the u.s. government thinks the group launched a successful attack outside somalia. the group of now has the ability to strike u.s. targets. the sex of homeland security put congress in may and were warned there was a significant risk of a trying during the matches. so to suggest there were no warnings whatsoever really is not accurate. >> shepard: all right. cathrine herridge in washington. good to see you. thank you. >> he was a member of iran's elite revolutionary guard but he worked for the c.i.a. today he's sharing his story with the "fox report"'s jonathan hunt. a double agent in his own words. as "studio b" continues in just 90 seconds. ifs are ♪ my sunglasses. ♪ people say i'm forgetf. maybe that's why we go to so many memorable places. love the road you're on. the subaru outback. motor trend's 2010 sport/utility of the year. after claiming he worked for years as a double agent for the c.i.a. he grew up in iran and claims he grew suspicion of the regime and then on a trip to the united states he got in touch with american intelligence. what followed, a life of danger under co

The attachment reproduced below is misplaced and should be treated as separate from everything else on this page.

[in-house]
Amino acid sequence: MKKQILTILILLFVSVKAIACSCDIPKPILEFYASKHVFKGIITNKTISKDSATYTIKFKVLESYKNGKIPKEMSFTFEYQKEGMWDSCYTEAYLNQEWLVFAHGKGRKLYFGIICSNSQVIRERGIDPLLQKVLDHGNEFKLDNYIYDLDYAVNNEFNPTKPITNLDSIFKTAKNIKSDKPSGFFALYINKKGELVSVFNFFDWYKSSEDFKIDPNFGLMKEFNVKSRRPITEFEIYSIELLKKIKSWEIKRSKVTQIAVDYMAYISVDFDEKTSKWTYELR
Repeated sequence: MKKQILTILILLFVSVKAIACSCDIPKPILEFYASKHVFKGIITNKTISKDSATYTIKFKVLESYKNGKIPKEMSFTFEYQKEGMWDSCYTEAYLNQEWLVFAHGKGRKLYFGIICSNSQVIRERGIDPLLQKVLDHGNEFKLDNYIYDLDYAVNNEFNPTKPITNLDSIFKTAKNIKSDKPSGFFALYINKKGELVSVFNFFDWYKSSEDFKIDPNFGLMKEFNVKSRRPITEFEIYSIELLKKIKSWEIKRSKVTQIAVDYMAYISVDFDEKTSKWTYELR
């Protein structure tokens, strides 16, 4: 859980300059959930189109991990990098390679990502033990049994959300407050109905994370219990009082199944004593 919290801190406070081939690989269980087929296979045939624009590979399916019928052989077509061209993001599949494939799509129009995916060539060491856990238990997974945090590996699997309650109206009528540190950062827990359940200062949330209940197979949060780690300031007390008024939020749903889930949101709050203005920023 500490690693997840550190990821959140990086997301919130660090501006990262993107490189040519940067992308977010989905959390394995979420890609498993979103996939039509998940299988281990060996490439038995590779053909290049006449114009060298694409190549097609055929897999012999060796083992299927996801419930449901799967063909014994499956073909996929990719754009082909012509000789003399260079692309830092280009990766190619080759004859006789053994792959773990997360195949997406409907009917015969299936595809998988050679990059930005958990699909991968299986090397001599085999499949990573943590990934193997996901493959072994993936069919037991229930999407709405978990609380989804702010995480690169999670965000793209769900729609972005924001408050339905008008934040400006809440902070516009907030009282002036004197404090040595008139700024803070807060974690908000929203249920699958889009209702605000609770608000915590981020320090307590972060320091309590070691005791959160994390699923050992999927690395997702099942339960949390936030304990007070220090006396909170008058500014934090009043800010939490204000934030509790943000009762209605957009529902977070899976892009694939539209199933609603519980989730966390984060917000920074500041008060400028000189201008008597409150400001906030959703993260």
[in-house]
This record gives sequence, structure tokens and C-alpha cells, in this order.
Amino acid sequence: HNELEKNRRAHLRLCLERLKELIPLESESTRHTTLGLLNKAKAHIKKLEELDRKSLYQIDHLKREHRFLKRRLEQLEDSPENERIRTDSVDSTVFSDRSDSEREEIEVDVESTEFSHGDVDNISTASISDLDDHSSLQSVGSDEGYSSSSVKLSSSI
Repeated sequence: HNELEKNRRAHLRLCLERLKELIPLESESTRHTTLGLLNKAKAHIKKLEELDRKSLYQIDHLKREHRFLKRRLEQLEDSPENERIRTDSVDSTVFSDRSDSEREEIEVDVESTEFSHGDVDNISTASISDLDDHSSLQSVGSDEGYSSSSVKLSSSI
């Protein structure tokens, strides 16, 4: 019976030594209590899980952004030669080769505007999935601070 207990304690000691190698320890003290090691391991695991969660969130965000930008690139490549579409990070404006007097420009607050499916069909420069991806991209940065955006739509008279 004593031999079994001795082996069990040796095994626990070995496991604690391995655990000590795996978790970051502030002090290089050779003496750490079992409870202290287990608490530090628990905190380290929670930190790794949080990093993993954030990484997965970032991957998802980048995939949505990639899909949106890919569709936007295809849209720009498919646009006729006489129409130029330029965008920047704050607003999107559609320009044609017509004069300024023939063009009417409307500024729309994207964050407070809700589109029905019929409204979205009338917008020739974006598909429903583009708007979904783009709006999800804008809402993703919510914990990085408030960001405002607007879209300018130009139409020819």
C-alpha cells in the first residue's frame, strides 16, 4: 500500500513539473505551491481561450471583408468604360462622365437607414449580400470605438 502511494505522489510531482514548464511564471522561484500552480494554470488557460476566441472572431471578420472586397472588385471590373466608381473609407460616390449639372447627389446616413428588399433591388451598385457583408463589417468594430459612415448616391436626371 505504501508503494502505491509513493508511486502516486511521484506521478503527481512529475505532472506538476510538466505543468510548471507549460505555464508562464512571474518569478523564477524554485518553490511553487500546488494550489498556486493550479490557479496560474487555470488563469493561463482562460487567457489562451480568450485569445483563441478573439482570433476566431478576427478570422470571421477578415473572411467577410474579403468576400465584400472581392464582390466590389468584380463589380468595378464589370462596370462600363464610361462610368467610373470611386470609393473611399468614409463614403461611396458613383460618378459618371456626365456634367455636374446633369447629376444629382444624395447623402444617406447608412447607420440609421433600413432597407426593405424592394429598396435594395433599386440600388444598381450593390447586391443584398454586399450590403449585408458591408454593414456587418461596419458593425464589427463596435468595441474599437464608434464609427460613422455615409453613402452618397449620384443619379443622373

dangerous plots since 9/11. u.s. counterterrorism officials linked this man to the plot. the feds consider him a top al qaeda operate sieve and the f.b.i. has been looking for him since 2003 and put up a $5 million reward for capture. he med with him in 2008. counterterrorism agents say he and two friend got weapons training. a year later investigators rested za. >> i and. >> richard mentor is with us, author of the book losing bin laden. good to see you, thank you very much. >> good to see you. >> i'm trying to figure out how big a deal this is and why we haven't caught this guy. >> the guy at the center of this, adnan shukrijumah, has been alluding intelligence not just in the u.s., but in mexico, the u.s. thought he was going to try to sneak across to carry out and attack. mexicans couldn't find him. he was spotted in el salvador. he's always in the caribbean or southern areas an there are reports tracked to find this guy. he seems to be able to put together his own network of homegrown terrorists. >> go ahead. >> oh, so yeah, he's able to put together a network which is -- after 2005 w